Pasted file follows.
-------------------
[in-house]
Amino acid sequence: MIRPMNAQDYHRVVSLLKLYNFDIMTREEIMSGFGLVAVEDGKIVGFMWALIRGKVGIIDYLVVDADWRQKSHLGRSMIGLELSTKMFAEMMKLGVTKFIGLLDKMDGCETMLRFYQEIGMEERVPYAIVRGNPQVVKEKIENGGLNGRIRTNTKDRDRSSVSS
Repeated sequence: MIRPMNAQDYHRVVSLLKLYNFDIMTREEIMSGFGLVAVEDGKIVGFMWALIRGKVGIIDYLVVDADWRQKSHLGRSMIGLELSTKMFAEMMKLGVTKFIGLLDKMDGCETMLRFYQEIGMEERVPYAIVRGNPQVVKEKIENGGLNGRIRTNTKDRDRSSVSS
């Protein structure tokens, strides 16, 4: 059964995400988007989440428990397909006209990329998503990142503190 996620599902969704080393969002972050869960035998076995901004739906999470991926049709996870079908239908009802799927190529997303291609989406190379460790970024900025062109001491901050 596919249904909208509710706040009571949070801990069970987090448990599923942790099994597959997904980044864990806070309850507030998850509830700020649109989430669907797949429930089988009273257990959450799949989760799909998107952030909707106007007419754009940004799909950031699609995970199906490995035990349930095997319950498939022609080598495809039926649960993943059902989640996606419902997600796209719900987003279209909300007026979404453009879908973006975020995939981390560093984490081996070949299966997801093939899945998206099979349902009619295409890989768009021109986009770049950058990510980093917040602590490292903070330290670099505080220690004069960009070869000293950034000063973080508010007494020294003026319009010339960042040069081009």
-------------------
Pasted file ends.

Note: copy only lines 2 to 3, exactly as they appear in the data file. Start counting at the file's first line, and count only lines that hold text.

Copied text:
Amino acid sequence: MIRPMNAQDYHRVVSLLKLYNFDIMTREEIMSGFGLVAVEDGKIVGFMWALIRGKVGIIDYLVVDADWRQKSHLGRSMIGLELSTKMFAEMMKLGVTKFIGLLDKMDGCETMLRFYQEIGMEERVPYAIVRGNPQVVKEKIENGGLNGRIRTNTKDRDRSSVSS
Repeated sequence: MIRPMNAQDYHRVVSLLKLYNFDIMTREEIMSGFGLVAVEDGKIVGFMWALIRGKVGIIDYLVVDADWRQKSHLGRSMIGLELSTKMFAEMMKLGVTKFIGLLDKMDGCETMLRFYQEIGMEERVPYAIVRGNPQVVKEKIENGGLNGRIRTNTKDRDRSSVSS